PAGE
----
Tiny USB LED Torch Beginner’s Electronic Project

This USB LED torch is an easy project for beginners in electronics and requires some soldering. The torch can be used as a conventional torch or an emergency light during mains power failure.

It can be powered from any USB  host port. The image below shows a USB power pack that is sold as a solution for charging USB devices on the go. If you already have a USB power pack, the USB torch can be built for very little cost and carried with you wherever you take your power pack.

USB Battery Power Pack and LED Torch

USB Battery Power Pack and LED Torch

The torch is shown below powered on.

USB LED Torch Powered by USB Battery Pack / Charger

USB LED Torch Powered by USB Battery Pack / Charger

The article on how to build the torch includes a circuit diagram and parts list.

Two Temperature Gauge Arduino Web Server

This two temperature sensor Arduino Ethernet web server uses an Arduino, Ethernet shield and two MCP9700 temperature sensors to measure two temperatures.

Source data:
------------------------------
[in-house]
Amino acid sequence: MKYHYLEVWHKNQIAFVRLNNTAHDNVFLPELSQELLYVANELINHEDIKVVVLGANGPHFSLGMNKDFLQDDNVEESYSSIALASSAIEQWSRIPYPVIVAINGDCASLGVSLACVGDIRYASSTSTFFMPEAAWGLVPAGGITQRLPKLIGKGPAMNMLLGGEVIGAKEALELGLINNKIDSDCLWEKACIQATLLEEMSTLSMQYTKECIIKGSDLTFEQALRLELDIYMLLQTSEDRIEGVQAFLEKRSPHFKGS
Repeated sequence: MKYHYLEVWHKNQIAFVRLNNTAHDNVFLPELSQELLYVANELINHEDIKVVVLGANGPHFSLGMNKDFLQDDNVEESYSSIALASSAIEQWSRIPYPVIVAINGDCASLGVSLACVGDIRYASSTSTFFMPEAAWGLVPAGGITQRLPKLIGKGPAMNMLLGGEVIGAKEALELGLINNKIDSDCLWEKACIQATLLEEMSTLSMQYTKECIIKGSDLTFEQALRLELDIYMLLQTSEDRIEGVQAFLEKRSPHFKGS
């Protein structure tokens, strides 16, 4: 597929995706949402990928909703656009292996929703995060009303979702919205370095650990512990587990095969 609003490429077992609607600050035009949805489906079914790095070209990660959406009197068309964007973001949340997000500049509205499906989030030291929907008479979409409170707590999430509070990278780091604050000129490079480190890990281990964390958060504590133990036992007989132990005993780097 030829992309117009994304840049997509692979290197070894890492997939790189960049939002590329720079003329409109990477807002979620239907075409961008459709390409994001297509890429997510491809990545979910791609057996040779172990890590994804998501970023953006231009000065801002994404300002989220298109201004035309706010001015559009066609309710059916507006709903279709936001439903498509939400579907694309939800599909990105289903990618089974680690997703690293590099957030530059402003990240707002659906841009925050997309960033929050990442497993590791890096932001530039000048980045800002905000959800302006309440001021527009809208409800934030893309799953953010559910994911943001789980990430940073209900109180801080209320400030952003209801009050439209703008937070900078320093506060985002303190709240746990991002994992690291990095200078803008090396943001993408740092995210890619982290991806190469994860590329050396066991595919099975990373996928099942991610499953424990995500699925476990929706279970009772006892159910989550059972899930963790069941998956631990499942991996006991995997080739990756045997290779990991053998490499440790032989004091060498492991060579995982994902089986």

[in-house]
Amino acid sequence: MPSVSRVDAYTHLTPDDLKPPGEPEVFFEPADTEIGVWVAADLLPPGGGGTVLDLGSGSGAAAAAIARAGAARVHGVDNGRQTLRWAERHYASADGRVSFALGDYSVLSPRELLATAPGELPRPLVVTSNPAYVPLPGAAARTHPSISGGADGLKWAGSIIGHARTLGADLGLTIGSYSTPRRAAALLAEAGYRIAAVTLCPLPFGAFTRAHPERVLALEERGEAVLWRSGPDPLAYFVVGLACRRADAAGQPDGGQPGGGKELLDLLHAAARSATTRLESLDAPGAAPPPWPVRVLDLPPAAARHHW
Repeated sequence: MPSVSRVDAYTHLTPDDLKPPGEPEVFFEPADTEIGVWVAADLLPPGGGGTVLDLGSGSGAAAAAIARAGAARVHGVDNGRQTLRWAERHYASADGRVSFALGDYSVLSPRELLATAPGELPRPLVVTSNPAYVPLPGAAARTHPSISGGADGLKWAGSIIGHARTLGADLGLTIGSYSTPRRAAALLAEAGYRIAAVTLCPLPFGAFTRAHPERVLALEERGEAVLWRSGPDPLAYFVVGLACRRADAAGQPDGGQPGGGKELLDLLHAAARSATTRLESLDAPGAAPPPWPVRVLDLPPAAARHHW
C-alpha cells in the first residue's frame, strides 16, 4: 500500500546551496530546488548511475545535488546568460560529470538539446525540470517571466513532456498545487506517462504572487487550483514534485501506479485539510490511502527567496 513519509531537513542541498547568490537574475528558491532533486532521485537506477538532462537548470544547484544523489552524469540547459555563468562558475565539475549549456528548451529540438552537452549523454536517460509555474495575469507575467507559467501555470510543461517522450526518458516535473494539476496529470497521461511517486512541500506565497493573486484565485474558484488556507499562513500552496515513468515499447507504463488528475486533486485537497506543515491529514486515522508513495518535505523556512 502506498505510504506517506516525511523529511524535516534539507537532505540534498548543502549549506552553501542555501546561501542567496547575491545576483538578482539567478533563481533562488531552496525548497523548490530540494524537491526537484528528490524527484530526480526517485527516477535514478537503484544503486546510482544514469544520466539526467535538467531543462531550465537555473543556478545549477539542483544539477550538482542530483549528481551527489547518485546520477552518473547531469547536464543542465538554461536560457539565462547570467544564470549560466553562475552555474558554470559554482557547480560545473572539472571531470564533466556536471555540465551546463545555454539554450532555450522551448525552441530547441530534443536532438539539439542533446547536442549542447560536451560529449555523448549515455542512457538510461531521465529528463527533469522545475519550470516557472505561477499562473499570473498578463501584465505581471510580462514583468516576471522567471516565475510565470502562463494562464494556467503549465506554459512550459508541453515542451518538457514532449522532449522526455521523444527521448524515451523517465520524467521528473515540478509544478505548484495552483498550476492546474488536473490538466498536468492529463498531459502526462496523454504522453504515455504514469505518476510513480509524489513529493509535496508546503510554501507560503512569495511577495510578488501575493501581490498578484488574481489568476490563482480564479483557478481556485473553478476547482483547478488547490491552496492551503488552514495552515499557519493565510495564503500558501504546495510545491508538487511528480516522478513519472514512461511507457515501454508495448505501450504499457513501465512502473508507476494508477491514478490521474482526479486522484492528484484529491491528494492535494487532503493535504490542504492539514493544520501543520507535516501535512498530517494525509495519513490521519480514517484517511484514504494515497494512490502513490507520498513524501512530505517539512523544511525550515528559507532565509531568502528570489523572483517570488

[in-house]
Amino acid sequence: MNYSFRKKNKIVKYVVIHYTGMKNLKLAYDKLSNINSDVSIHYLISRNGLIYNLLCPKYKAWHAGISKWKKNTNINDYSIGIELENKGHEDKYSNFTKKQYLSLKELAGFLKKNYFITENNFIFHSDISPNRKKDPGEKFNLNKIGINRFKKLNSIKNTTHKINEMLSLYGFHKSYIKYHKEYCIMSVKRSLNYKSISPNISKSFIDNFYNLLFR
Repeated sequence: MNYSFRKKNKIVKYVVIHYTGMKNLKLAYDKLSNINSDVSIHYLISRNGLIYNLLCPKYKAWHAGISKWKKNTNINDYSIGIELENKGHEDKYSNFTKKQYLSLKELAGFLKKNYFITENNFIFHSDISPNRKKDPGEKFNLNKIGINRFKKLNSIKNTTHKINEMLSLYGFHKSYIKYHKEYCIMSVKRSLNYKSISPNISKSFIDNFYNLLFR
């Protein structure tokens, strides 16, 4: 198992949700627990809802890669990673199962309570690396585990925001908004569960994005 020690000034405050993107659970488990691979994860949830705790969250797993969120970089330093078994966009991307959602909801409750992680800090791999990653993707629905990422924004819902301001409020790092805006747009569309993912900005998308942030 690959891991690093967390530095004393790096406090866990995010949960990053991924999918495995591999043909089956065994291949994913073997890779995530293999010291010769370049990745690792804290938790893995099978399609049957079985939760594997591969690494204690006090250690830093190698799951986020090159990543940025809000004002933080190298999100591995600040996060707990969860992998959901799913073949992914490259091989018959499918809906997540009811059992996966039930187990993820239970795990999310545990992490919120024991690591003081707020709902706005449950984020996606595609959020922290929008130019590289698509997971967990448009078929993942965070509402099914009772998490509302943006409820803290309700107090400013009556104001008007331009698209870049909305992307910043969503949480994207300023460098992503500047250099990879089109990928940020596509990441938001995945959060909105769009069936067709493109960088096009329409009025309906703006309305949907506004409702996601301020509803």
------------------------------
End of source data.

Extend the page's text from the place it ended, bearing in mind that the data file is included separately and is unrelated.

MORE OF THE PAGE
The temperatures are displayed on two gauges on the web page hosted by the Arduino web server. The two sensors can be used to measure an inside temperature (e.g. inside a building or room) and an outside temperature (e.g. outside air temperature).

Simple Raspberry PI Serial Port and Breakout Board

Add a RS232 serial port and GPIO breakout to your Raspberry PI using this simple single-sided circuit board that you can build at home.

To keep the design simple and easy to lay out on a single sided board, only 5 GPIO pins were connected to a socket strip – this is fine for initial experimentation. The serial port allows the Raspberry PI to be connected to a PC without the need to connect a keyboard and screen to the Raspberry PI.

Go to the article on the Raspberry PI serial port and breakout board to see the circuit diagram and source files in KiCad format.

Arduino Voltmeter with LCD and 4 Channels

This Arduino voltmeter measures four independent voltages and displays the results on a liquid crystal display (LCD). Each channel can measure up to about 50V DC which is achieved by adding a voltage divider to each channel. Click the above link for more details, a circuit diagram and Arduino sketch code.

Large PLC – Open Source Hardware

The large brick-type open source PLC has 22 digital inputs, 6 analog inputs and 16 transistor outputs. It also features a SD card socket, 2 RS-232 ports, 1 RS-485 port, 1 USB device port and a JTAG port for programming and debugging.

Large Open Source PLC

Large Open Source PLC

All the source files including circuit diagrams for building the large open source PLC are available for download at the above link.